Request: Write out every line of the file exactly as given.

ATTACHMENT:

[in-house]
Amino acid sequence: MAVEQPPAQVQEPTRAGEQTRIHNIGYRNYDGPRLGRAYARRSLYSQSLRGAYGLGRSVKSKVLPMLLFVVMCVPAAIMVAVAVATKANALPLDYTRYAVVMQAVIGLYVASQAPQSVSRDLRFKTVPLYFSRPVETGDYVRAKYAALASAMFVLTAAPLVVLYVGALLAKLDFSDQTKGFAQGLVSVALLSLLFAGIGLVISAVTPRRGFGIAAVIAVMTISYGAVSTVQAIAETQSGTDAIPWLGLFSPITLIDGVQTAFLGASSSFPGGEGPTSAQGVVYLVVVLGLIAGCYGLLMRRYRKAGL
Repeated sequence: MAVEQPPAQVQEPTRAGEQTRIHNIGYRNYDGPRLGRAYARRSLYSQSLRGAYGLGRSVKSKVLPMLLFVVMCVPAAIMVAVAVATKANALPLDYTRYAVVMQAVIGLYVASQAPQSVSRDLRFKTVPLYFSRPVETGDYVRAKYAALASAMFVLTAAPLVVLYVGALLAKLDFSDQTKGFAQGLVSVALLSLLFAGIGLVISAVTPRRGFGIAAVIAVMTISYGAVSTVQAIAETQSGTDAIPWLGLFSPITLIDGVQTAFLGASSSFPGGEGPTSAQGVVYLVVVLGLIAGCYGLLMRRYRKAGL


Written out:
[in-house]
Amino acid sequence: MAVEQPPAQVQEPTRAGEQTRIHNIGYRNYDGPRLGRAYARRSLYSQSLRGAYGLGRSVKSKVLPMLLFVVMCVPAAIMVAVAVATKANALPLDYTRYAVVMQAVIGLYVASQAPQSVSRDLRFKTVPLYFSRPVETGDYVRAKYAALASAMFVLTAAPLVVLYVGALLAKLDFSDQTKGFAQGLVSVALLSLLFAGIGLVISAVTPRRGFGIAAVIAVMTISYGAVSTVQAIAETQSGTDAIPWLGLFSPITLIDGVQTAFLGASSSFPGGEGPTSAQGVVYLVVVLGLIAGCYGLLMRRYRKAGL
Repeated sequence: MAVEQPPAQVQEPTRAGEQTRIHNIGYRNYDGPRLGRAYARRSLYSQSLRGAYGLGRSVKSKVLPMLLFVVMCVPAAIMVAVAVATKANALPLDYTRYAVVMQAVIGLYVASQAPQSVSRDLRFKTVPLYFSRPVETGDYVRAKYAALASAMFVLTAAPLVVLYVGALLAKLDFSDQTKGFAQGLVSVALLSLLFAGIGLVISAVTPRRGFGIAAVIAVMTISYGAVSTVQAIAETQSGTDAIPWLGLFSPITLIDGVQTAFLGASSSFPGGEGPTSAQGVVYLVVVLGLIAGCYGLLMRRYRKAGL